Aetiology of sepsis during pregnancy and postpartum can be obstetric or non-obstetric. The non-obstetric causes are similar to the general population and range from pyelonephritis and pneumonia to intraperitoneal pathologies. Obstetric-related causes include chorioamnionitis, endomyometritis, pelvic abscess, septic abortion and necrotising fasciitis from wounds, to name a few. Specific symptoms act as a guide in selecting the sites for microbiological sampling.
Management of sepsis and septic shock
Sepsis and septic shock are medical emergencies and resuscitation should commence immediately. There is no evidence for early goal-directed therapy in sepsis (ARISE10, ProCESS11 AND ProMISe12). The Surviving Sepsis Campaign recommends using initial fluid resuscitation of 30ml per kilo of crystalloid within the first three hours while more specific information is obtained and hemodynamic assessment is made.13 An initial target is to attain a MAP of greater than 65mmHg and normalise serum lactate as it is a marker of tissue perfusion. Vasopressor therapy (noradrenaline as the first choice) should be considered if unable to achieve a MAP of greater than 65mmHg with fluid resuscitation.
Blood and microbiological cultures from potential sources must be obtained prior to initiating antimicrobials. The antimicrobials should be administrated within the first hour of suspecting sepsis.14 There should be no more than a 45-minute delay in obtaining cultures to facilitate early antimicrobial therapy.15 Broad-spectrum empiric intravenous antimicrobials should be chosen in accordance with local antimicrobial guidelines. Antibiotic therapy should be de-escalated once the pathogen is identified and sensitivities established.
Indications to move to high dependency unit
Persistent shock despite fluid therapy, respiratory failure, acute renal failure, altered consciousness, multi-organ dysfunction and metabolic derangements are indications to transfer patient to a high dependency unit environment.16 Central lines and arterial line should be placed for all patients requiring vasopressors as soon as practical.
Appropriate intervention to control the source of sepsis should be implemented as soon as medically and logistically practical. Removal of retained products of conception, debridement of wound infections and drainage of abscesses should be done without delay. Early general surgical help should be sought for any other suspected non-obstetric surgical complications.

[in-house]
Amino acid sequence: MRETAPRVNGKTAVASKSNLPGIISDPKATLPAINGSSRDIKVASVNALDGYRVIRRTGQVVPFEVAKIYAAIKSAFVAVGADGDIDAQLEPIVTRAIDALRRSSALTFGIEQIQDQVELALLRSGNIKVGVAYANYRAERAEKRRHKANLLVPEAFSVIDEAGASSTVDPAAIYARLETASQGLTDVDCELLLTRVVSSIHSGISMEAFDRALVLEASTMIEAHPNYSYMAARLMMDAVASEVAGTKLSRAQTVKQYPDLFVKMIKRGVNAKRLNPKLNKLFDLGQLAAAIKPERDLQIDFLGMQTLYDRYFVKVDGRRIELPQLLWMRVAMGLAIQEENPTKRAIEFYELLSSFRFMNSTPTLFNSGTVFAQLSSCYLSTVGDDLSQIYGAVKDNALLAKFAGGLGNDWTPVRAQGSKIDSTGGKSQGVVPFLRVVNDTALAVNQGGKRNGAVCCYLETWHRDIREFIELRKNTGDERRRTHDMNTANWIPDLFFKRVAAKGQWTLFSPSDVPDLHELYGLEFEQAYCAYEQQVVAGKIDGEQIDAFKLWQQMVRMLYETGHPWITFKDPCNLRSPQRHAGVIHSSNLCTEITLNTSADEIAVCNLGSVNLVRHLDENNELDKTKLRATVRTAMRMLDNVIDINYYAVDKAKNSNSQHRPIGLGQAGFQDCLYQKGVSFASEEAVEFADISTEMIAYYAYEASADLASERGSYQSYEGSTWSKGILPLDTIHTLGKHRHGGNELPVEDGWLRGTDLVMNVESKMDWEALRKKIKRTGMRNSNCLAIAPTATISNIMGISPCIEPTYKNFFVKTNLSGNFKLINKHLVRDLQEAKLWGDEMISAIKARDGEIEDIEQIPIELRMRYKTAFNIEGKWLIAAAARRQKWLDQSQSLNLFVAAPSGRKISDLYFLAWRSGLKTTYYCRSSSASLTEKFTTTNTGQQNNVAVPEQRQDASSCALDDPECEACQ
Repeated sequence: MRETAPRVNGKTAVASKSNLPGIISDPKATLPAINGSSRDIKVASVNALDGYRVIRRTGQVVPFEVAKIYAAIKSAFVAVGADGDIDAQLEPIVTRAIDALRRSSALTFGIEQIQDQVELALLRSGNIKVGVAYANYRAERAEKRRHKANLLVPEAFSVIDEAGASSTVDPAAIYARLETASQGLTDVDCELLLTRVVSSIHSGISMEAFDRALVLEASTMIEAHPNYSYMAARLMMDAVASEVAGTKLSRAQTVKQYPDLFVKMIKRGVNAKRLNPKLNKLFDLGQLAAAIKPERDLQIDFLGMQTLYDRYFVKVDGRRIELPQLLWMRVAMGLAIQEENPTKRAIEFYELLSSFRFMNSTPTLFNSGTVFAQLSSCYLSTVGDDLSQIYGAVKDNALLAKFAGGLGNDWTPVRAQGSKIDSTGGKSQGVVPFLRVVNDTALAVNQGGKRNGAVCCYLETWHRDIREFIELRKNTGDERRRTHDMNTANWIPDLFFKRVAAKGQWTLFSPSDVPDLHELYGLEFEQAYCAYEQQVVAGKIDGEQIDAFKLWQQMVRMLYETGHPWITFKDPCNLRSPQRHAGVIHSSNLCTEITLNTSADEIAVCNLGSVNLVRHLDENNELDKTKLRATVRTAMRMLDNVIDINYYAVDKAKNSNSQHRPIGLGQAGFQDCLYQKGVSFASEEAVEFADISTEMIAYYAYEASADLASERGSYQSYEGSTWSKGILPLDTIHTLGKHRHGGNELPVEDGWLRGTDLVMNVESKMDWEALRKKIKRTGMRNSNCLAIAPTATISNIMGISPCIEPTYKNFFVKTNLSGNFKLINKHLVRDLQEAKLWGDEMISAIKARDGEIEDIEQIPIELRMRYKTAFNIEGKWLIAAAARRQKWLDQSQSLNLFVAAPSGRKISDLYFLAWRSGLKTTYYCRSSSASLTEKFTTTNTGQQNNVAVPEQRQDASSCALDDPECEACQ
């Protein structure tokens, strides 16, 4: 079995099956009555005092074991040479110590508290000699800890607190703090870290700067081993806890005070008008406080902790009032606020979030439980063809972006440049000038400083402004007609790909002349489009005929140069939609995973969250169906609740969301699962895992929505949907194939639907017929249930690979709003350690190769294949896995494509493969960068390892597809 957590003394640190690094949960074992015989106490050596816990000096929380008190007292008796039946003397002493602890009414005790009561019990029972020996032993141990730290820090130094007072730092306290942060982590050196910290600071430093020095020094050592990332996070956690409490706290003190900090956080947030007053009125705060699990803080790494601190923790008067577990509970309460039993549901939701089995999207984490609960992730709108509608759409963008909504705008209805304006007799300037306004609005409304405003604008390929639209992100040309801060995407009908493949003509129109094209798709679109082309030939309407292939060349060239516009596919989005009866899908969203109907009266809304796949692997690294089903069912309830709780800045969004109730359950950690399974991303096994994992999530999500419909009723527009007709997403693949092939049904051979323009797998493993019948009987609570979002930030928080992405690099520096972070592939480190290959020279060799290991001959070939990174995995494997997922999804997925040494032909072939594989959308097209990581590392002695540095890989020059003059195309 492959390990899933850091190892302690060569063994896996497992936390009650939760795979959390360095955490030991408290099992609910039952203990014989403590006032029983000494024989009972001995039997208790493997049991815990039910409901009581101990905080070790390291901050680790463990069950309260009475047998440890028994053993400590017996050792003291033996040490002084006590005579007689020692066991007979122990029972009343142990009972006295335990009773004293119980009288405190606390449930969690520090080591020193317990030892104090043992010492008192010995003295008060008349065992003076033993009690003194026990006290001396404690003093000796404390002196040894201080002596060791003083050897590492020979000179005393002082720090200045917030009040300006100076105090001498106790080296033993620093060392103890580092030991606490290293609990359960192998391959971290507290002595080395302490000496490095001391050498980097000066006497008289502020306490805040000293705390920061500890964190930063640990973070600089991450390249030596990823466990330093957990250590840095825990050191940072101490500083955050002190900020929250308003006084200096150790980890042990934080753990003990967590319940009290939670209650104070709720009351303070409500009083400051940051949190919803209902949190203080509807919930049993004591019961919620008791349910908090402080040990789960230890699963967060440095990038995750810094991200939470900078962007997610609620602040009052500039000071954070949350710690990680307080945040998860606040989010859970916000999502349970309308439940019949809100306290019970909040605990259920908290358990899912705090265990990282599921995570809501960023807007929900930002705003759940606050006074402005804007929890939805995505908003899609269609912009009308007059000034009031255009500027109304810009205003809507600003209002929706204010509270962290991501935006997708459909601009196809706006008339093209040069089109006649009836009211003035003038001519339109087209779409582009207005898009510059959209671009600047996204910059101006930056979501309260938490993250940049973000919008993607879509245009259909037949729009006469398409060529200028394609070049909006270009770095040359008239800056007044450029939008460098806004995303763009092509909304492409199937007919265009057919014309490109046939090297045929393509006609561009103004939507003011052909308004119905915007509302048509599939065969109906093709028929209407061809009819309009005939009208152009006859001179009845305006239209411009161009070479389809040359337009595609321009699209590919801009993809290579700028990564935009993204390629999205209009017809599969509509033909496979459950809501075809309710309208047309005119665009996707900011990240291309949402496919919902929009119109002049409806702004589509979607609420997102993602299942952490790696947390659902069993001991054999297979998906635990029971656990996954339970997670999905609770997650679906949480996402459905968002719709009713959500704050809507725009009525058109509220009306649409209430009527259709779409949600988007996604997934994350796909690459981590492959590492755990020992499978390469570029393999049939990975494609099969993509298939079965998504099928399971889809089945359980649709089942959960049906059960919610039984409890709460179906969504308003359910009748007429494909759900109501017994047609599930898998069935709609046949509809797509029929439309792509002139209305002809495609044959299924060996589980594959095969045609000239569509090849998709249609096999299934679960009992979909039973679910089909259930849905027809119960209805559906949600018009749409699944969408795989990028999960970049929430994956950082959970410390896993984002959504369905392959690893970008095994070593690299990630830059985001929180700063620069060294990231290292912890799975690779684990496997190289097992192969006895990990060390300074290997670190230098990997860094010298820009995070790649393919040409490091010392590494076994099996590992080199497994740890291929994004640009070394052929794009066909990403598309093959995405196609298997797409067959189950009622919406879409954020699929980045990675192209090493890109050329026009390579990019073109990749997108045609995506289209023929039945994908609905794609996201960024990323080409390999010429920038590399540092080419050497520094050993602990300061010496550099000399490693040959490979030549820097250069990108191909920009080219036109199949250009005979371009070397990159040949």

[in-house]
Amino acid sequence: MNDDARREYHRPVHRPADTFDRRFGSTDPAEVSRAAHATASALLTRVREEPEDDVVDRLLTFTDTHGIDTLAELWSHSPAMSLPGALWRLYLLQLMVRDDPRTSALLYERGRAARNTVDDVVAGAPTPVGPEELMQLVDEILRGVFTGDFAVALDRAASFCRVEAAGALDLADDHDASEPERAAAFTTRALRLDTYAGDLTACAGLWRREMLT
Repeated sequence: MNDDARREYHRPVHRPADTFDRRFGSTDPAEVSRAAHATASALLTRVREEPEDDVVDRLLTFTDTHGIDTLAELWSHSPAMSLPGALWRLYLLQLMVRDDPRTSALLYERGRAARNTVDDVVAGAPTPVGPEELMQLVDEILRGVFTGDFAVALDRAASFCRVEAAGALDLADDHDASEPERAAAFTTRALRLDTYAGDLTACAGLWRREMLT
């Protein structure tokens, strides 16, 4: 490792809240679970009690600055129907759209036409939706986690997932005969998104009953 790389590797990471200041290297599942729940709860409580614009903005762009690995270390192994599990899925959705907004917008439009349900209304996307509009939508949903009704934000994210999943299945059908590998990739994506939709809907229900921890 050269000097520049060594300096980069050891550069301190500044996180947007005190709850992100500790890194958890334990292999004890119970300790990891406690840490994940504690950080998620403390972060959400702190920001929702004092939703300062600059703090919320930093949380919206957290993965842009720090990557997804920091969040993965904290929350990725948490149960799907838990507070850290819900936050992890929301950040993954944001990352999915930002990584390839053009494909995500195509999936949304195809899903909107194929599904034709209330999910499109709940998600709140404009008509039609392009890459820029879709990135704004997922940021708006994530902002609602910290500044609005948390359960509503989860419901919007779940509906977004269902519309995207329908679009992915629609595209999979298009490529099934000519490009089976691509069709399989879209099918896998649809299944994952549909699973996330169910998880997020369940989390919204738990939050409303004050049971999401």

In critically ill pregnant women with sepsis, stabilising the mother is priority. Once in an ICU environment the obstetric team should liaise with the ICU team to plan fetal monitoring and delivery time. Continuous CTG monitoring is recommended. Attempting delivery in the setting of maternal instability increases both maternal and fetal mortality.17
Supportive care for patients in ICU
Venous thromboembolism prophylaxis with low-molecular-weight heparin, stress ulcer prophylaxis, adequate nutrition, correction of electrolytes, prevention of pressure sores and family counselling should be embedded in the care of a critically ill obstetric woman.
Adjuvant therapies for sepsis and septic shock
If adequate resuscitation and vasopressor therapy fails to restore haemodynamic stability, the Surviving Sepsis Campaign Guidelines suggest 200mg of intravenous hydrocortisone per day.18 Intravenous immunoglobulin (IVIG) is not indicated in septic shock. Use of IVIG in toxic shock due to staphylococcal and streptococcal infection should be discussed with infectious disease specialists. Glycaemic control with a protocol-based approach to maintain a blood glucose level below 10mmol per litre is recommended.
Poor hand hygiene was a recognised cause of spread of puerperal fever in the early 19th century. In 1847, Semmelweis from Austria asked his students to wash their hands with chlorine before examination, which led to a striking decrease in mortality.19 Today, multidrug-resistant organisms causing hospital-acquired infections have become a major concern. Hand hygiene is the most important infection-prevention technique. A strict adherence to personal protective equipment guidelines is mandatory. Local hospital guidelines should be followed for isolation and contact precaution.
Healthcare workers exposed to group A streptococcal infection should be referred to infectious disease specialists for consideration of antibiotic prophylaxis and the department of health should be notified. A neonatologist should be consulted regarding prophylaxis for the baby.
Severe sepsis and septic shock are a life-threatening immune response to infection that causes injury to one’s own tissues and organs. Early recognition, multidisciplinary approach and prompt treatment decreases mortality and morbidity. Rigorous adherence to sepsis and infection prevention guidelines will help decrease spread of infections.